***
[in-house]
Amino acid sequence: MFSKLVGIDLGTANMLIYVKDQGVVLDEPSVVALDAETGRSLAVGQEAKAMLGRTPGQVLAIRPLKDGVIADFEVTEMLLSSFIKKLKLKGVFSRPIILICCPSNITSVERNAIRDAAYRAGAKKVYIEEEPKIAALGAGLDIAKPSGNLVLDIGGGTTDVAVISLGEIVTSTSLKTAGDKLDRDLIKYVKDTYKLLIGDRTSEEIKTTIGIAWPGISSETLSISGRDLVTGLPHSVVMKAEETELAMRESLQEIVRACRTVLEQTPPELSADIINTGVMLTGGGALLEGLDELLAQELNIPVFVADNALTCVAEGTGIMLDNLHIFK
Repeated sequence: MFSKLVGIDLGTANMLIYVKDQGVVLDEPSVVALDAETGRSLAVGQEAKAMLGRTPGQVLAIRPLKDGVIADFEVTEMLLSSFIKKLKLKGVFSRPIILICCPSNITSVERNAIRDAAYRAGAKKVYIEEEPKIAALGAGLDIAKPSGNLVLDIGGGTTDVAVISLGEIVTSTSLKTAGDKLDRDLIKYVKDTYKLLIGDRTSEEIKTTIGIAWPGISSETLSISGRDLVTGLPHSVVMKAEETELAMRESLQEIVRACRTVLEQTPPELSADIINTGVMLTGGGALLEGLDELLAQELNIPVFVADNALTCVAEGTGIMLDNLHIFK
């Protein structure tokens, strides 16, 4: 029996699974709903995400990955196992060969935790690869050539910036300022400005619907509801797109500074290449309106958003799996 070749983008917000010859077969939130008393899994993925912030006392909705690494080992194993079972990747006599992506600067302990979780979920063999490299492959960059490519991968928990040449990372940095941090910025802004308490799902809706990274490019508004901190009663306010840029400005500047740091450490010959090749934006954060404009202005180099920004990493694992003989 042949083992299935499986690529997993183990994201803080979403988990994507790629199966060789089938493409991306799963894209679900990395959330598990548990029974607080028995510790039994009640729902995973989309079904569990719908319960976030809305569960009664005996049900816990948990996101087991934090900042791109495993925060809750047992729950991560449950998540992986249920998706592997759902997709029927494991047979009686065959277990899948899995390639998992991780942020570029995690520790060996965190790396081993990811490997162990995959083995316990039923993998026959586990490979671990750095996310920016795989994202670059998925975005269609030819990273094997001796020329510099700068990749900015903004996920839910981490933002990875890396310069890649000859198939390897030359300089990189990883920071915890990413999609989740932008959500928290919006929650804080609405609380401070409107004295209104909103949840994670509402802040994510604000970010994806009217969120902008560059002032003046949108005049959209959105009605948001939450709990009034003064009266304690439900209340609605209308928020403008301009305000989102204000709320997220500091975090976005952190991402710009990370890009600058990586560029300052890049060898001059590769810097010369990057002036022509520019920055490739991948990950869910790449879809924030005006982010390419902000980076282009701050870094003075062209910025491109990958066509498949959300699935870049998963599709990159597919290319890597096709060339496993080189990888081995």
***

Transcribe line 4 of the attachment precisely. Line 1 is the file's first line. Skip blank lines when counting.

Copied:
């Protein structure tokens, strides 16, 4: 029996699974709903995400990955196992060969935790690869050539910036300022400005619907509801797109500074290449309106958003799996 070749983008917000010859077969939130008393899994993925912030006392909705690494080992194993079972990747006599992506600067302990979780979920063999490299492959960059490519991968928990040449990372940095941090910025802004308490799902809706990274490019508004901190009663306010840029400005500047740091450490010959090749934006954060404009202005180099920004990493694992003989 042949083992299935499986690529997993183990994201803080979403988990994507790629199966060789089938493409991306799963894209679900990395959330598990548990029974607080028995510790039994009640729902995973989309079904569990719908319960976030809305569960009664005996049900816990948990996101087991934090900042791109495993925060809750047992729950991560449950998540992986249920998706592997759902997709029927494991047979009686065959277990899948899995390639998992991780942020570029995690520790060996965190790396081993990811490997162990995959083995316990039923993998026959586990490979671990750095996310920016795989994202670059998925975005269609030819990273094997001796020329510099700068990749900015903004996920839910981490933002990875890396310069890649000859198939390897030359300089990189990883920071915890990413999609989740932008959500928290919006929650804080609405609380401070409107004295209104909103949840994670509402802040994510604000970010994806009217969120902008560059002032003046949108005049959209959105009605948001939450709990009034003064009266304690439900209340609605209308928020403008301009305000989102204000709320997220500091975090976005952190991402710009990370890009600058990586560029300052890049060898001059590769810097010369990057002036022509520019920055490739991948990950869910790449879809924030005006982010390419902000980076282009701050870094003075062209910025491109990958066509498949959300699935870049998963599709990159597919290319890597096709060339496993080189990888081995």